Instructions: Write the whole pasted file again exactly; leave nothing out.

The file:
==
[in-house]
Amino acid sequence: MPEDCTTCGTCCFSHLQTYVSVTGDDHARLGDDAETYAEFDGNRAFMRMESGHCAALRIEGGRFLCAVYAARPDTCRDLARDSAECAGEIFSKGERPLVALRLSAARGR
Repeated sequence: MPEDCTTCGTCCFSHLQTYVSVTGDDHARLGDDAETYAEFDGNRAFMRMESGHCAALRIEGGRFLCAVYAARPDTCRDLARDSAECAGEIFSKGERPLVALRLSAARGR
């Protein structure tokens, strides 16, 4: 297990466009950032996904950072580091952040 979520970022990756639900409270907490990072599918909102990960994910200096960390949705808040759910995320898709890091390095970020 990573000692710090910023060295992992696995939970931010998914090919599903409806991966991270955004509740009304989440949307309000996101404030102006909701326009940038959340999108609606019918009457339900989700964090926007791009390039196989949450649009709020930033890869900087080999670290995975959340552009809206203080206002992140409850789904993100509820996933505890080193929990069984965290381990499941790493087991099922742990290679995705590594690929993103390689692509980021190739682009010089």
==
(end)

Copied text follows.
[in-house]
Amino acid sequence: MPEDCTTCGTCCFSHLQTYVSVTGDDHARLGDDAETYAEFDGNRAFMRMESGHCAALRIEGGRFLCAVYAARPDTCRDLARDSAECAGEIFSKGERPLVALRLSAARGR
Repeated sequence: MPEDCTTCGTCCFSHLQTYVSVTGDDHARLGDDAETYAEFDGNRAFMRMESGHCAALRIEGGRFLCAVYAARPDTCRDLARDSAECAGEIFSKGERPLVALRLSAARGR
């Protein structure tokens, strides 16, 4: 297990466009950032996904950072580091952040 979520970022990756639900409270907490990072599918909102990960994910200096960390949705808040759910995320898709890091390095970020 990573000692710090910023060295992992696995939970931010998914090919599903409806991966991270955004509740009304989440949307309000996101404030102006909701326009940038959340999108609606019918009457339900989700964090926007791009390039196989949450649009709020930033890869900087080999670290995975959340552009809206203080206002992140409850789904993100509820996933505890080193929990069984965290381990499941790493087991099922742990290679995705590594690929993103390689692509980021190739682009010089």